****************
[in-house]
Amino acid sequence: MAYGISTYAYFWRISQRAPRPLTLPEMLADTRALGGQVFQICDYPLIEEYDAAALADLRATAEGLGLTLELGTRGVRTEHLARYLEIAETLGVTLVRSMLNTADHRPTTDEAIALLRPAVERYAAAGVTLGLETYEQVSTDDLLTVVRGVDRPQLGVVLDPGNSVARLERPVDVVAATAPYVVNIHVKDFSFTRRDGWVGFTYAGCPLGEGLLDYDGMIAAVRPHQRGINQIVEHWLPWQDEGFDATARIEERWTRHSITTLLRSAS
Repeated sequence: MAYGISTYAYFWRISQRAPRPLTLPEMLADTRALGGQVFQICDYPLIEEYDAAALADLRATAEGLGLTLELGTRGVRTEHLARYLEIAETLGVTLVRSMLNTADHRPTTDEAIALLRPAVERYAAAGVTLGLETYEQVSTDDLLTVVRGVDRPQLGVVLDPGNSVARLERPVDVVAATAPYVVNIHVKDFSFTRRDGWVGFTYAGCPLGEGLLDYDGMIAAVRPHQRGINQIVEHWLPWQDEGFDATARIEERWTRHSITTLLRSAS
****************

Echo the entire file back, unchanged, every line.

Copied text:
[in-house]
Amino acid sequence: MAYGISTYAYFWRISQRAPRPLTLPEMLADTRALGGQVFQICDYPLIEEYDAAALADLRATAEGLGLTLELGTRGVRTEHLARYLEIAETLGVTLVRSMLNTADHRPTTDEAIALLRPAVERYAAAGVTLGLETYEQVSTDDLLTVVRGVDRPQLGVVLDPGNSVARLERPVDVVAATAPYVVNIHVKDFSFTRRDGWVGFTYAGCPLGEGLLDYDGMIAAVRPHQRGINQIVEHWLPWQDEGFDATARIEERWTRHSITTLLRSAS
Repeated sequence: MAYGISTYAYFWRISQRAPRPLTLPEMLADTRALGGQVFQICDYPLIEEYDAAALADLRATAEGLGLTLELGTRGVRTEHLARYLEIAETLGVTLVRSMLNTADHRPTTDEAIALLRPAVERYAAAGVTLGLETYEQVSTDDLLTVVRGVDRPQLGVVLDPGNSVARLERPVDVVAATAPYVVNIHVKDFSFTRRDGWVGFTYAGCPLGEGLLDYDGMIAAVRPHQRGINQIVEHWLPWQDEGFDATARIEERWTRHSITTLLRSAS